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Resources for Educators

Educators are often the first to notice mental health problems in children and young adults. Here are some ways you can help your students and their families.

What to Know

  • The warning signs for mental health problems.

  • How to promote mental health and substance use prevention in schools and on campuses.

  • Whom to turn to, such as the principal, school nurse, school psychiatrist or psychologist, or school social worker, if you have questions or concerns about a student's behavior.

What To Look For

Consult with a school counselor, nurse or administrator and the student's parents if you observe one or more of the following behaviors:

  • Feeling very sad or withdrawn for more than two weeks

  • Seriously trying to harm oneself, or making plans to do so

  • Sudden overwhelming fear for no reason

  • Involvement in many fights or desire to badly hurt others

  • Severe behavior that can hurt oneself or others

  • Not eating or throwing up to make oneself lose weight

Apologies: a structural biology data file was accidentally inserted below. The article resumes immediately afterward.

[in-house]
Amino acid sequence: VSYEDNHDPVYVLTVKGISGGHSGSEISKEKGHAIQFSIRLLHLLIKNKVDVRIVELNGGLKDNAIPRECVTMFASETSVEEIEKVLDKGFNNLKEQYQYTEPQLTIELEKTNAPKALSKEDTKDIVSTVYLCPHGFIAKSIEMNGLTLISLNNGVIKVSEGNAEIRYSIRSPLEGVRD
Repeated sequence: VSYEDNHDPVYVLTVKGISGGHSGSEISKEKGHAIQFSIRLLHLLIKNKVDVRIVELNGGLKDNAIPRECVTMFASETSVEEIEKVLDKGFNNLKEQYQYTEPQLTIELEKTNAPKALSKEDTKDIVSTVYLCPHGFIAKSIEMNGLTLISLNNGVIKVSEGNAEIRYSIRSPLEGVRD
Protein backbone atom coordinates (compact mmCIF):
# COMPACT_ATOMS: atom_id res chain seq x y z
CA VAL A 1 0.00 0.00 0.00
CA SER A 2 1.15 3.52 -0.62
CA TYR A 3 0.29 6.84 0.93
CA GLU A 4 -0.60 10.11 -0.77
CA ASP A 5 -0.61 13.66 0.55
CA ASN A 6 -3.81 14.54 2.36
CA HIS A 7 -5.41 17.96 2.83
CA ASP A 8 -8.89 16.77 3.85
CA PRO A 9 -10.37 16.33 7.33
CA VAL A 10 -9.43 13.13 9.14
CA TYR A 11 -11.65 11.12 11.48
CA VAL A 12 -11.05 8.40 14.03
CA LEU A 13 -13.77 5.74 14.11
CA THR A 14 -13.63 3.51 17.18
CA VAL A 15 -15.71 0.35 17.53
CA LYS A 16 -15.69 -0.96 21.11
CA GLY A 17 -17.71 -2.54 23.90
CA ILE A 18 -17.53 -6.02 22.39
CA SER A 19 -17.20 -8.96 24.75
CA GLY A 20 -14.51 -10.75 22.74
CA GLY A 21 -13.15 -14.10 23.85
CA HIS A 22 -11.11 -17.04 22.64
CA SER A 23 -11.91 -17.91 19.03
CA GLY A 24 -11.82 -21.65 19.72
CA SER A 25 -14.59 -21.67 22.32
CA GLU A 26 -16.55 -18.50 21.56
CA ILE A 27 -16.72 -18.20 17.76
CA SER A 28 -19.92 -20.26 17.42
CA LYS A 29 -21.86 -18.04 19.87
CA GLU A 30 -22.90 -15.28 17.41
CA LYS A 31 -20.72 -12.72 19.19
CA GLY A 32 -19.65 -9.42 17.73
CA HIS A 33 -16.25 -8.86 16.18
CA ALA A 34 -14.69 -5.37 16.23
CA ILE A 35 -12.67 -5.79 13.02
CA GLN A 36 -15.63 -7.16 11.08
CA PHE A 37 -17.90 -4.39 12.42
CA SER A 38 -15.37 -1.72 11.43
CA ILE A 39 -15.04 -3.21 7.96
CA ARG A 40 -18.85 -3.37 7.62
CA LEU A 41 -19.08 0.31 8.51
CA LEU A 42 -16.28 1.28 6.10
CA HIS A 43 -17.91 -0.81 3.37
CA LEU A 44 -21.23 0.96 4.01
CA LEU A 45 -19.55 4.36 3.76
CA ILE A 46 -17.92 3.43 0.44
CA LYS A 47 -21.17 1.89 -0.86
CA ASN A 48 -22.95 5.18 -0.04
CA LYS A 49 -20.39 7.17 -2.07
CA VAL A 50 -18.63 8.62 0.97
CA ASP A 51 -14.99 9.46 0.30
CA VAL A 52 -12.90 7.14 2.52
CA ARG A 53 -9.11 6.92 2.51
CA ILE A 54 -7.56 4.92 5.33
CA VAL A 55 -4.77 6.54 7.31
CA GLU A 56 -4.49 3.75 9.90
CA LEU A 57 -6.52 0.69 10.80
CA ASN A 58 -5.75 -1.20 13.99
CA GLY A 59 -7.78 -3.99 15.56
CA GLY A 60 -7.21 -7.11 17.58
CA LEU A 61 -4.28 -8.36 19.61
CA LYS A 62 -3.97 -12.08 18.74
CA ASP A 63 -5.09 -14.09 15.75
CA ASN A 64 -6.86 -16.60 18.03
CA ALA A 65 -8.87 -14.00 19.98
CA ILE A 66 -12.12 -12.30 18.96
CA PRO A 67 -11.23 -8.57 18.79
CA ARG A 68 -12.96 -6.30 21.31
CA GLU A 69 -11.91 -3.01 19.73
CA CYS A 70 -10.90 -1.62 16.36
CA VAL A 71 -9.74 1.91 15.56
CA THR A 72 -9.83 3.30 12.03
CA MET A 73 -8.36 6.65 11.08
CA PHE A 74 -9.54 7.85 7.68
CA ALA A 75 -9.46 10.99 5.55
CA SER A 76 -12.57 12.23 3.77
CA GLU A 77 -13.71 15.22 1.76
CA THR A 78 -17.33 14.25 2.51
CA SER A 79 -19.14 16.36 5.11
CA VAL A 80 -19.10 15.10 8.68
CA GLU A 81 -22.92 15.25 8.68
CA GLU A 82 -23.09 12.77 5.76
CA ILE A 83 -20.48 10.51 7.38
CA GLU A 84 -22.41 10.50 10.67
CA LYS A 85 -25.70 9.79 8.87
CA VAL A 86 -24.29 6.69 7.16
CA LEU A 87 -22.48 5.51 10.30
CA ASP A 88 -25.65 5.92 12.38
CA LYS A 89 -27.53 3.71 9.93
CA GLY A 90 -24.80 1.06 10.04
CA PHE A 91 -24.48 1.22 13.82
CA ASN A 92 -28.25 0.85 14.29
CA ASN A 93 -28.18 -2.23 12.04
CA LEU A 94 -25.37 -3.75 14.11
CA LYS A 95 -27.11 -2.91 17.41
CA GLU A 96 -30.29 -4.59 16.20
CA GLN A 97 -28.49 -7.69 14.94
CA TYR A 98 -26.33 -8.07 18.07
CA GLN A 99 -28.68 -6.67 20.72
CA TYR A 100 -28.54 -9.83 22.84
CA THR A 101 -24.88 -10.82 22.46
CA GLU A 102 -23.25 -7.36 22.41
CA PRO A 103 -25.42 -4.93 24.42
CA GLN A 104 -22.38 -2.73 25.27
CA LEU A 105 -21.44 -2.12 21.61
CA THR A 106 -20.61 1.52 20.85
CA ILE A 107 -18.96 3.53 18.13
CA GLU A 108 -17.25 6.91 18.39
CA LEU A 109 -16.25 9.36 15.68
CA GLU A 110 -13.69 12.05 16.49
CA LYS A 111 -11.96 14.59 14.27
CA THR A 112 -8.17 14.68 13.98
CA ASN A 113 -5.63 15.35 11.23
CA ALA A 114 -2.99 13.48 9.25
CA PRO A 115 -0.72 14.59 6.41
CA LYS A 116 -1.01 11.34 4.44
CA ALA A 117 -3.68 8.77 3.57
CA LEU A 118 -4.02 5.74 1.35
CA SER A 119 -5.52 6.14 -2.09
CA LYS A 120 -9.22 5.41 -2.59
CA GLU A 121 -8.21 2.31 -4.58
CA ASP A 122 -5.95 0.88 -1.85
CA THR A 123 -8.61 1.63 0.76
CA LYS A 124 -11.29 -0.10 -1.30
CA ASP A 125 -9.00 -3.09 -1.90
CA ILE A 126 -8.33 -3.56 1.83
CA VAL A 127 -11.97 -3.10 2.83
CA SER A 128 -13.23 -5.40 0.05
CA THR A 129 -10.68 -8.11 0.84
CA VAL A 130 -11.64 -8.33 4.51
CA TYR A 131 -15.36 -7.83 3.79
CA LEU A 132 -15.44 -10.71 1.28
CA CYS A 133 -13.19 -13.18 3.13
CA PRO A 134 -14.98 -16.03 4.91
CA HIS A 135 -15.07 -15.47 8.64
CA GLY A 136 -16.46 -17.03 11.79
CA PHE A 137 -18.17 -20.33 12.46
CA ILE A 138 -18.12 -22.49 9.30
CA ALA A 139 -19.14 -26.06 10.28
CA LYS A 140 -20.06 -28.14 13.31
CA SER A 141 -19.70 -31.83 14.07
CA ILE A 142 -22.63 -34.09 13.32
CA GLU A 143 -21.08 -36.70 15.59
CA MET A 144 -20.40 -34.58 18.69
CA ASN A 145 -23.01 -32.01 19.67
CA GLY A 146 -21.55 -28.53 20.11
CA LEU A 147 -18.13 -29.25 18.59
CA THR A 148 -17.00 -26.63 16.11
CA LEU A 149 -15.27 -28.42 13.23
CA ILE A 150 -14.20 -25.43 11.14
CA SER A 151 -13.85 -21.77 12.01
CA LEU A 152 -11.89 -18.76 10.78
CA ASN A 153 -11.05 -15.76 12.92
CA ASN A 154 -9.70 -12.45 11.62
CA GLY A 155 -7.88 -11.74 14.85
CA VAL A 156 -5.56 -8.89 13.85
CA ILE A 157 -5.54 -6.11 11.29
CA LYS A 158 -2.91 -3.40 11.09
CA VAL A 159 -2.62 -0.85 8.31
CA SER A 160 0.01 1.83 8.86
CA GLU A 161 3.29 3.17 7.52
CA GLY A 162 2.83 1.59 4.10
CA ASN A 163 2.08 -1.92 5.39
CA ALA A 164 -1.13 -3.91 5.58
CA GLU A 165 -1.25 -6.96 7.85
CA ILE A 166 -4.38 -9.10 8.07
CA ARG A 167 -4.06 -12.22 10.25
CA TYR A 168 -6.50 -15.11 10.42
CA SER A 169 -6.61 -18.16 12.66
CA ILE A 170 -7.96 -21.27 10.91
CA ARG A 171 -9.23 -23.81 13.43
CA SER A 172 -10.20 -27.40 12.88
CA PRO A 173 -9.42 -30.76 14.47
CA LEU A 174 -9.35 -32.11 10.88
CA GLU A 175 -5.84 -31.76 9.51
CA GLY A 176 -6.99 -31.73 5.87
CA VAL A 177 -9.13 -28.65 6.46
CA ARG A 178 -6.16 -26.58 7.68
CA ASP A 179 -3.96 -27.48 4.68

• Intense worries or fears that get in the way of daily activities

  • Extreme difficulty concentrating or staying still that puts the student in physical danger or causes problems in the classroom

  • Repeated use of drugs or alcohol

  • Severe mood swings that cause problems in relationships

  • Drastic changes in the student's behavior or personality

What to Do 

You can support the mental health of all students in your classroom and school, not just individual students who may exhibit behavioral issues. Consider the following actions:

  • Learn more about mental health by taking a mental health awareness training

  • Promote social and emotional competency and build resilience

  • Help ensure a positive, safe school environment

  • Teach and reinforce positive behaviors and decision-making

  • Encourage helping others

  • Encourage good physical health

  • Help ensure access to school-based mental health supports

Articles & Resources

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